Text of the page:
A girl from Los Angeles has contracted the plague after a recent trip to Yosemite National Park.
Officials from the Los Angeles County Health Department, Yosemite Forest Service and the Centers for Disease Control and Prevention are conducting an environmental evaluation of where the girl, whose identity is being kept anonymous, was staying in Yosemite to determine the cause of the disease.
The girl is recovering after falling ill following a family trip to Yosemite in mid-July. No other family members reported any symptoms. Officials are examining the her travel history and activities before becoming sick.
While the plague, famous for devastating Europe’s population centuries ago, hasn’t been reported in California since 2006, an average of seven cases are reported in the U.S. per year. Two recent deaths have been reported in Colorado: On Tuesday a man died after contracting the plague and, in June, a 16-year-old boy also passed away from the disease.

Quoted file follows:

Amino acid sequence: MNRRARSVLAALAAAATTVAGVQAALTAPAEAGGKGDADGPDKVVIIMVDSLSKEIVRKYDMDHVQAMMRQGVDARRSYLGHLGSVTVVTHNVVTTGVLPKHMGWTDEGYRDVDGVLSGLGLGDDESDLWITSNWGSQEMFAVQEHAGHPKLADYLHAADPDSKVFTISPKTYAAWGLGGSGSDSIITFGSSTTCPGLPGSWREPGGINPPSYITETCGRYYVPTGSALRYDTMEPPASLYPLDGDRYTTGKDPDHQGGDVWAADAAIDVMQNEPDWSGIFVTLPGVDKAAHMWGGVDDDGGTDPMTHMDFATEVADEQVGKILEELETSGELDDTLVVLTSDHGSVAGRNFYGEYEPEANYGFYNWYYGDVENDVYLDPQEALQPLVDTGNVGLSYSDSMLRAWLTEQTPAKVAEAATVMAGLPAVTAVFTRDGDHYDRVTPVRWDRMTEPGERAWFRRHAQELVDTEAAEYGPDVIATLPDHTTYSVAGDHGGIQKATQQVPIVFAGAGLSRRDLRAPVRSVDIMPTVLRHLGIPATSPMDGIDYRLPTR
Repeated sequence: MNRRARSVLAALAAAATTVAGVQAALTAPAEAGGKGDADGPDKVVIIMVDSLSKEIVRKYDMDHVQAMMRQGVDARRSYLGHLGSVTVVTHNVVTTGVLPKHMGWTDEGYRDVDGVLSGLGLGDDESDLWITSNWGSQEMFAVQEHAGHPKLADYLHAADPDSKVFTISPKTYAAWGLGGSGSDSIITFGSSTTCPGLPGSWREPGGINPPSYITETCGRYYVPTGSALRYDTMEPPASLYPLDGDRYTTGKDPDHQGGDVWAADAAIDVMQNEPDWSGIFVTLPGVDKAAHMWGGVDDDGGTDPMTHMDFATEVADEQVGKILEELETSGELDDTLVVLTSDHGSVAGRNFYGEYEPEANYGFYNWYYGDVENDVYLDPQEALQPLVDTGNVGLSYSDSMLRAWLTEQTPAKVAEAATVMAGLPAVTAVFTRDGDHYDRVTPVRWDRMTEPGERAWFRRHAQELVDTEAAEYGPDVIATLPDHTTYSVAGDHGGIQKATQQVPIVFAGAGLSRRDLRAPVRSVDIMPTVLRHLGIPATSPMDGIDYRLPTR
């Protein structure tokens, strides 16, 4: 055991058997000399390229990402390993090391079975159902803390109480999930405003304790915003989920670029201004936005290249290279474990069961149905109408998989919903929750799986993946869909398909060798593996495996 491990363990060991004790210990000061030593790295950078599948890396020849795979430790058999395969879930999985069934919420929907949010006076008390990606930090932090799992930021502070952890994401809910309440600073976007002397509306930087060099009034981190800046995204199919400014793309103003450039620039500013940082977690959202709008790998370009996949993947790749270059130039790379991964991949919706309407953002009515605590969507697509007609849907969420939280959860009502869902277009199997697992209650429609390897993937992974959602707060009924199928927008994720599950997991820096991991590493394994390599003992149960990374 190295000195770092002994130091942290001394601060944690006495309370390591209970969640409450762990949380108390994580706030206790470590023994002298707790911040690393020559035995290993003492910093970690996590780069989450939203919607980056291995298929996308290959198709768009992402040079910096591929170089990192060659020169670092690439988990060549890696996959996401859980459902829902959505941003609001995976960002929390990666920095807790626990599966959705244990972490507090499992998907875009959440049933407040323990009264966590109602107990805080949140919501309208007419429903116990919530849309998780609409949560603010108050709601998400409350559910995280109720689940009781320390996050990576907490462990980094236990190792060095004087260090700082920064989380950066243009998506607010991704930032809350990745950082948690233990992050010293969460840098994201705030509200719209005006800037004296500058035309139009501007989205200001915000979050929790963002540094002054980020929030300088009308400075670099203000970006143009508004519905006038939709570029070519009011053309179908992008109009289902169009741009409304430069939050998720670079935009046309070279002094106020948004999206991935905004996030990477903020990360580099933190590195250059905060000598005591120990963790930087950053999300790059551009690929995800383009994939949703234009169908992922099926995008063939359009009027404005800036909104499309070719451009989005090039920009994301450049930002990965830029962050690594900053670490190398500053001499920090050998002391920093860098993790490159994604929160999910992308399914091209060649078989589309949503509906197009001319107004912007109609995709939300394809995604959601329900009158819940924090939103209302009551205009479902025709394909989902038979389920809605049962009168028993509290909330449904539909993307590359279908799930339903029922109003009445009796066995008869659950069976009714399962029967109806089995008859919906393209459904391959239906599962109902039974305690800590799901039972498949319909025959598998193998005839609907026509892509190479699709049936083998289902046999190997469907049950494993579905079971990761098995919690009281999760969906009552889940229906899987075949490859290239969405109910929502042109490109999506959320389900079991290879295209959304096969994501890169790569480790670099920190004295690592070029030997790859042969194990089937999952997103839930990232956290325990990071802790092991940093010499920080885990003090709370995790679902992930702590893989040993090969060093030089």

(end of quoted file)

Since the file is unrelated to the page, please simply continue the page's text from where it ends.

“Although this is a rare disease, people should protect themselves from infection by avoiding any contact with wild rodents,” said Dr. Karen Smith, director of California’s Department of Public Health, in a statement. “Although this is a rare disease, people should protect themselves from infection by avoiding any contact with wild rodents.”
As noted by Dr. Smith, the plague is often spread by dead rodents and the fleas that feed off of them.
At Yosemite, park officials say they will keep an eye out for any visitors suffering from swollen lymph nodes, fevers or chills, as well as providing extra information for visitors on the dangers of feeding wild animals.
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